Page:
A study of self-training variants for semi-supervised image classification
Permanent link to Research Commons versionhttps://hdl.handle.net/10289/14678
Artificial neural networks achieve state-of-the-art performance when trained on a vast number of labelled examples. Still, they can easily overfit training examples when few labelled examples are available. The requirement to have labels for all training examples is a strong limitation of standard supervised machine learning. This can be addressed by applying semi-supervised learning methods that extend supervised learning and use unlabelled examples. Self-training is the most basic and generic semi-supervised approach. In self-training, a model is trained iteratively on both labelled and pseudo-labelled examples obtained from previous iterations. This thesis focuses on the task of investigating different variants of self-training by applying metric learning, transfer learning, and self-supervised learning. The first part of this thesis investigates how metric learning can be applied to self-training. This is achieved by applying several metric learning losses for the training of feedforward neural networks. Experimental results show that triplet loss – a metric learning loss – can achieve better results than cross-entropy loss with simple neural networks. For improving the performance of self-training, the second part of the thesis investigates applying large neural networks and pretraining on various image sizes of ImageNet with different loss functions. Experimental results show that pretraining always improves the predictive performance of the model. Pretraining on smaller image sizes with cross-entropy loss provides the highest performance. In the third part of this thesis, several self-training methods are developed using self-supervised learning. Geometric transformation-based self-supervised learning is applied to unlabelled examples. The experimental results indicate that applying self-supervised learning for only the first iteration achieves better performance than using it in all iterations of self-training.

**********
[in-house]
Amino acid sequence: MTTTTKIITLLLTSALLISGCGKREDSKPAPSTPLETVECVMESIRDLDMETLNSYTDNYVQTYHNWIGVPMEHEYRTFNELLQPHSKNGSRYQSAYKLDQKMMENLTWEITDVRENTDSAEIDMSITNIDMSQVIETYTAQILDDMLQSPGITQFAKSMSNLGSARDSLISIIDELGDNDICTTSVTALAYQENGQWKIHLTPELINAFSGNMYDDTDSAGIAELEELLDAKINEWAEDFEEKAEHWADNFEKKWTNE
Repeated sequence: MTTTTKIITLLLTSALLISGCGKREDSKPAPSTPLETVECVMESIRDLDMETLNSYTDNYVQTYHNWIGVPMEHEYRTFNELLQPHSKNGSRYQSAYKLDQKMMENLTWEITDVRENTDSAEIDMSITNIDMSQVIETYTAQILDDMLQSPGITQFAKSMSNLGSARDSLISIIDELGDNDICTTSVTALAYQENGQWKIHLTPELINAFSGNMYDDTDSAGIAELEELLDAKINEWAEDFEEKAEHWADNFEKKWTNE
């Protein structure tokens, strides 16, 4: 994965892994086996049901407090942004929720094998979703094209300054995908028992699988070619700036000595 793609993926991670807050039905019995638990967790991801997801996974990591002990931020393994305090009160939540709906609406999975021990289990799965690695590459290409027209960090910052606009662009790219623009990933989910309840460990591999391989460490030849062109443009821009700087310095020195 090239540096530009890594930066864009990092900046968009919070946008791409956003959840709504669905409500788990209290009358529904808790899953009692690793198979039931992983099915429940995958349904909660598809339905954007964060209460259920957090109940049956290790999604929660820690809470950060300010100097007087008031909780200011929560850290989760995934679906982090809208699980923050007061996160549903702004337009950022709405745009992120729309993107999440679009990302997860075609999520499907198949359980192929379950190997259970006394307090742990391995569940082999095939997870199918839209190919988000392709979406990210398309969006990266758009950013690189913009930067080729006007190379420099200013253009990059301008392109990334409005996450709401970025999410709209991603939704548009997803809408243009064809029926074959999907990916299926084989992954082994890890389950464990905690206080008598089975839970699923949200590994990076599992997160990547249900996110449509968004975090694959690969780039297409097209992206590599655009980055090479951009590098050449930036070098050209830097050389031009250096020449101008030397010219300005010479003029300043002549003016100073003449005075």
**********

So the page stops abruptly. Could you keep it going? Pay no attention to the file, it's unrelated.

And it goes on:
The University of Waikato
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- Higher Degree Theses